Regardless of whether the nerves were spared during surgery or whether the most precise dose planning was used during radiation therapy, erectile dysfunction remains the most common side effect after treatment. This is because the nerves and blood vessels that control the physical aspect of an erection are incredibly delicate, and any trauma to the area can result in changes. However, even if you do experience some side effects of treatment, there is also room for optimism: many excellent options for managing erectile function exist on the market today.
However, within one year after treatment, most men with intact nerves will see a substantial improvement. The skill of your surgeon or physician can have a significant impact on this outcome, so it’s important to select your team carefully. Likewise, men with baseline erectile dysfunction and/or other diseases or disorders that impair their ability to maintain an erection, such as diabetes or vascular problems, will have a more difficult time returning to pre-treatment function. It’s important to remember that your functionality after treatment can only be as good as it was before treatment. The best predictor of how you will be after treatment is how healthy you were going into treatment.
Four main components of erectile function may be affected by prostate cancer treatment:
- Libido (sex drive) is most commonly affected by hormone therapy, or treatment that decreases your testosterone. You can have a low libido and still obtain an erection, but it is usually more difficult for men who have less interest in sex. This will return once your testosterone returns to normal after completing hormone therapy. Loss of libido can be a major concern for some patients and/or their partner and much less of an issue for others. Couples counseling should be considered if there is a possibility of causing stress in a relationship.
- Mechanical ability is the ability to achieve a firm erection. It is controlled by the nerves and vessels that are intimately associated with the prostate and structures near the penis. Mechanical ability is most affected by surgery or radiation therapy.
- Orgasm/climax can be more difficult after treatment, especially if libido is low or your erections are not as firm as they used to be. Also, sometimes there can be some discomfort initially after treatment when you climax. This usually is transient and will resolve. It is important to distinguish orgasm from ejaculation, as men will continue to have the pleasure sensation of orgasm without ejaculation.
- Ejaculate may be minimal after treatment. The prostate and seminal vesicles which function to produce ejaculate are removed and/or irradiated during treatment, so it is common to have a minimal or no ejaculate afterwards. So although you may be able to have an erection and reach an orgasm, nothing may come out.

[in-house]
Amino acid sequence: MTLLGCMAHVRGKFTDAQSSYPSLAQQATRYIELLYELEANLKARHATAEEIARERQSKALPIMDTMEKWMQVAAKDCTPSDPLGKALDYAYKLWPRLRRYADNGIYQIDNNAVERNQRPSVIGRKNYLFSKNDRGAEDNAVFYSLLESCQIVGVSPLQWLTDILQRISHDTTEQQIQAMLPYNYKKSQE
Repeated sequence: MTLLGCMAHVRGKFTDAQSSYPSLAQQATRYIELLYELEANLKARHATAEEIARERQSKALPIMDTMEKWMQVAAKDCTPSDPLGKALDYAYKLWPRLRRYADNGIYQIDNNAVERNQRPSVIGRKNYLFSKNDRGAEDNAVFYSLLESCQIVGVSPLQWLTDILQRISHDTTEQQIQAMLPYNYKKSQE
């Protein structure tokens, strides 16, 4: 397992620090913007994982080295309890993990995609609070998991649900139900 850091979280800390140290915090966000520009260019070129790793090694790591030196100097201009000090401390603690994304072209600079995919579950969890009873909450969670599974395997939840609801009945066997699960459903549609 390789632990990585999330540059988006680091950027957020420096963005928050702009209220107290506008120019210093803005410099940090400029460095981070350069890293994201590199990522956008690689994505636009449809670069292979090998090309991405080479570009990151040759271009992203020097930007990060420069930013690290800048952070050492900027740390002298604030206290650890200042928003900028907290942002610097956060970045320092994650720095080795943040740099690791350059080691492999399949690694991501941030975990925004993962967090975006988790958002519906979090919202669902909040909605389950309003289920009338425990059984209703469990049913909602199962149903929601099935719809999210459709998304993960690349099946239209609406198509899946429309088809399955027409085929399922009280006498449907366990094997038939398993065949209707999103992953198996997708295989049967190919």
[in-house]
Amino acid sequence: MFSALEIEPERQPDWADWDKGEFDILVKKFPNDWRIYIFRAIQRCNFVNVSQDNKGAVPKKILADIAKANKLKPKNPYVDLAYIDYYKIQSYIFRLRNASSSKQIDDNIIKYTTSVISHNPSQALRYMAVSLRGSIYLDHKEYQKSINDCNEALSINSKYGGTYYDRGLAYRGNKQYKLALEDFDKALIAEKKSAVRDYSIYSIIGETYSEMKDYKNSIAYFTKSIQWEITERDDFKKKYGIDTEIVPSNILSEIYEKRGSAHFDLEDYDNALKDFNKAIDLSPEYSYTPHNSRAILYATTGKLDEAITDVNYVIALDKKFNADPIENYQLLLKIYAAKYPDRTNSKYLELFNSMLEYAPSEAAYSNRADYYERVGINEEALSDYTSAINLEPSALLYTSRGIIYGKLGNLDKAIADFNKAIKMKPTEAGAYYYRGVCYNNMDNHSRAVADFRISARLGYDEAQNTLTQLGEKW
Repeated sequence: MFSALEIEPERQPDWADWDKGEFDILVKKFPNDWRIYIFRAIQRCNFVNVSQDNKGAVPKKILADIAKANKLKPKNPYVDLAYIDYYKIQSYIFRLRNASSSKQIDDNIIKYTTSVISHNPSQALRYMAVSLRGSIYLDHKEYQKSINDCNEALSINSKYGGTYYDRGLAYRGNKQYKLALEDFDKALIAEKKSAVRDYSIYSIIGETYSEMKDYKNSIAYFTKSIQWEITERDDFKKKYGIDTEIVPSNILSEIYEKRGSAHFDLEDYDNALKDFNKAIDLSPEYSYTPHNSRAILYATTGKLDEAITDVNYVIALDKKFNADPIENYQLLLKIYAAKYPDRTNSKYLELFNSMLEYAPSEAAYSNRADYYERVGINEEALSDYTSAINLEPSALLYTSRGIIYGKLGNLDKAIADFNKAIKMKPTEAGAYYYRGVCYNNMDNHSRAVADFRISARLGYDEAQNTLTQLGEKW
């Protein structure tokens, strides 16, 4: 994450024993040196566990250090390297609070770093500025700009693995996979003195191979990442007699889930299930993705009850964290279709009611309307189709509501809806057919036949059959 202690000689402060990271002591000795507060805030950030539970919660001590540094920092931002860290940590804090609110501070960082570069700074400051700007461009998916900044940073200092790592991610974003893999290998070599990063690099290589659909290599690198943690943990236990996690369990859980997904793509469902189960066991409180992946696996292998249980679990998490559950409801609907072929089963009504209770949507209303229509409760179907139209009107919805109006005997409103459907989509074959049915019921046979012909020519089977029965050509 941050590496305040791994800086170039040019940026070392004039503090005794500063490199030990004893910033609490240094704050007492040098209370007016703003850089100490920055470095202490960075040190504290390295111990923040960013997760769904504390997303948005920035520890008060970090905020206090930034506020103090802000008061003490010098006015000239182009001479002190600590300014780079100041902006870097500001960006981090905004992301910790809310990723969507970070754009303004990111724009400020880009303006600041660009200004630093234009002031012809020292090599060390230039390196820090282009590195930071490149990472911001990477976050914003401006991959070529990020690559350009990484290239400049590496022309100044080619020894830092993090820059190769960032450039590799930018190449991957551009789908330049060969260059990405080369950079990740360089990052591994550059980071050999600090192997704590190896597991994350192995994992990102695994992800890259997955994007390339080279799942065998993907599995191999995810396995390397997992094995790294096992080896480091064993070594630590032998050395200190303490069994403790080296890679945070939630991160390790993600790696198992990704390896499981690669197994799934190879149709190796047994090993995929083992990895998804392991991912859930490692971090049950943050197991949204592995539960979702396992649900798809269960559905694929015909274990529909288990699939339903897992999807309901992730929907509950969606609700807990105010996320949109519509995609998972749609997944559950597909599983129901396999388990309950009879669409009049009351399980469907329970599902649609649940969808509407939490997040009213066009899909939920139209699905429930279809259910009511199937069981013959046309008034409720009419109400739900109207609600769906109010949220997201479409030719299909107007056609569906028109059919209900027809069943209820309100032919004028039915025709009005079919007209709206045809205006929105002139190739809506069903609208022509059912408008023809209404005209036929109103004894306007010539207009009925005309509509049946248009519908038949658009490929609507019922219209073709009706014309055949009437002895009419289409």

Prostatectomy: Since the 1980s, most men are treated with what is termed a “nerve-sparing” prostatectomy. The goal of the procedure is to take the prostate and seminal vesicles out while sparing the nerves adjacent to the prostate. Studies have shown that approximately 50% of men who have the ability to have an erection before surgery will maintain this ability long-term. This number can increase or decrease based on age, obesity, and the ability to spare the nerves. In general, men with lower-risk prostate cancer have higher rates than average of erectile function given it is easier to spare the nerves. In contrast, in men with high-risk prostate cancer it is often more challenging to spare the nerves as the tumor may have spread past the nerves outside the prostate capsule and erectile function rates are lower than average.
Radiation therapy: Similar to surgery, damage to blood vessels and nerves after radiation therapy can result in decreased erectile function over time. In general, radiation therapy has less of an impact on erectile function in the first 5 to 10 years after treatment compared with surgery, and approximately 70% of men who have baseline erectile function before treatment will keep erectile function after treatment. However, radiation therapy has a slower delay in erectile function decline than surgery; 15 years after treatment, the rates are similar to those who underwent surgery.
These rates do not appear to be affected in the long-term by the use of short-term (4 to 6 months) hormone therapy, but will be affected by the use of long-term (18 to 36 months) hormone therapy. Newer techniques in radiation therapy, termed “vessel sparing” radiation therapy, have shown promising results for improving the preservation of erectile function, with close to 80% of men maintaining baseline function. Ask your radiation oncologist about vessel sparing radiation therapy.